|PRINT ISSN : 2319-7692
Online ISSN : 2319-7706
Issues : 12 per year
Publisher : Excellent Publishers
Email : firstname.lastname@example.org / email@example.com
Index Copernicus ICV 2015: 85.95
NAAS RATING 2017: 5.38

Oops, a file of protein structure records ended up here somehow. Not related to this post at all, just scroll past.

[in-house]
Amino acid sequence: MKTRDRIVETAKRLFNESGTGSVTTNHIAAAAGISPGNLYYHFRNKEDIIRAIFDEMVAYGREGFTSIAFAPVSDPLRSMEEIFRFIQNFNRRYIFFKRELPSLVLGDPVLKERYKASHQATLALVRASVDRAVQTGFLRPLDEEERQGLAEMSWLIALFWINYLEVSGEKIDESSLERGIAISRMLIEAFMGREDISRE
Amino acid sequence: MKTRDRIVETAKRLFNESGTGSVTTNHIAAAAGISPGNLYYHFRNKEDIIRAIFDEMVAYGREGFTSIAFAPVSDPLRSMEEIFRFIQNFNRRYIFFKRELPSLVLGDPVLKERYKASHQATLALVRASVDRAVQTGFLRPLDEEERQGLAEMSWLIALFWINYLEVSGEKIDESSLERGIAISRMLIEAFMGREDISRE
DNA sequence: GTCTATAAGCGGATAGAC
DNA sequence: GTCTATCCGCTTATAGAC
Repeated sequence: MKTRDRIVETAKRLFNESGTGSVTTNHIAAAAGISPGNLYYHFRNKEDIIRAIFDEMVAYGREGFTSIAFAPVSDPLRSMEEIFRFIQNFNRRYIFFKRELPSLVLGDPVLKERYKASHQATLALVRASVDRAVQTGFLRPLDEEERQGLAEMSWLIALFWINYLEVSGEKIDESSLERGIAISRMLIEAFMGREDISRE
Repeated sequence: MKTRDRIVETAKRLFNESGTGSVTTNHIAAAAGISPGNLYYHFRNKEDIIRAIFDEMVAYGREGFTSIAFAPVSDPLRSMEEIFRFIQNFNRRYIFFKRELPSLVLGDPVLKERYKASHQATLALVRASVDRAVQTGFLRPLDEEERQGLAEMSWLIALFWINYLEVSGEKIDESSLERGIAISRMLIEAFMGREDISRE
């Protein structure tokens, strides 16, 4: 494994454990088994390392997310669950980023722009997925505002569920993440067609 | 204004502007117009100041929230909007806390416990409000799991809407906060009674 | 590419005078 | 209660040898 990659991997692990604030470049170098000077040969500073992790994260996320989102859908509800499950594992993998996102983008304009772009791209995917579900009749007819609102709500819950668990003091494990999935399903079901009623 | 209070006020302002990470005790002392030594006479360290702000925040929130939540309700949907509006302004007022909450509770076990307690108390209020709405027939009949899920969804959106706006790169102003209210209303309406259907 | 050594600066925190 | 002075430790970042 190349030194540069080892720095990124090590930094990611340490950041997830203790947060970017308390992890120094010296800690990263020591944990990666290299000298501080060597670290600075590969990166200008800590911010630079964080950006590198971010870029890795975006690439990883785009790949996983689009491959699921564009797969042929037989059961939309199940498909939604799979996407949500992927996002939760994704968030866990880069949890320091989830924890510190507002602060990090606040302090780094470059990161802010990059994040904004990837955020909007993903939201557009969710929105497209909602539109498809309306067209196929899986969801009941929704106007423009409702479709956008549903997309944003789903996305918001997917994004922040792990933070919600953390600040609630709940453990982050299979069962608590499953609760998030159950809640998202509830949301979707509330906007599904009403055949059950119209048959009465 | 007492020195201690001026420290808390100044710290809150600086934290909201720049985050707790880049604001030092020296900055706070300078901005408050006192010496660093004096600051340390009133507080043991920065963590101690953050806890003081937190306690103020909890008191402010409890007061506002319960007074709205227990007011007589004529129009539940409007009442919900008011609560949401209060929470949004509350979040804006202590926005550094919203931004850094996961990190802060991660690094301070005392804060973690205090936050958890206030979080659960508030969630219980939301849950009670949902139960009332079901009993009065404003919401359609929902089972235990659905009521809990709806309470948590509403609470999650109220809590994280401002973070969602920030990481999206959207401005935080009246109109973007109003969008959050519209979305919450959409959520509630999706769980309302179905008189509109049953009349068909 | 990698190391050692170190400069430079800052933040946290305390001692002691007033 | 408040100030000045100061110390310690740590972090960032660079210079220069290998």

Soil forms an integral part of the ecosystem and at present the quality of a soil is defined not only in terms of its productive capacity, but also by taking the ecosystem into consideration. Consequently, when soil productivity has to be maximized, environmental effects must be given proper consideration. Thus the changes in soil quality caused by different types of land use must first be quantified for attaining sustainability in use and management. In order to understand the soil function on a firm scientific basis one cannot neglect the biological and biochemical processes taking place in the soil. Microbiological parameters form an important component of the soil ecosystem perturbations. Information on soil microorganisms and their activity used to determine microbiological characteristics are very important for soil quality and productivity. Studies of enzyme activities also provide information on the biochemical processes occurring in soil. Moreover the soil biological parameters are considered to be the potential and sensitive indicators of soil ecological conditions and management. Therefore mapping of these properties helps to determine the level of spatial variability of these properties in soil. Geostatistical methods can be satisfactorily used to evaluate the soil microbiological parameters statistically. Geostatistics consists of modeling the spatial variation to create the semivariogram and kriging to produce maps. Semivariograms describe the semivariance between sampling locations at a different lag distance. Kriging is a linear interpolation procedure that provides estimates at unsampled sites.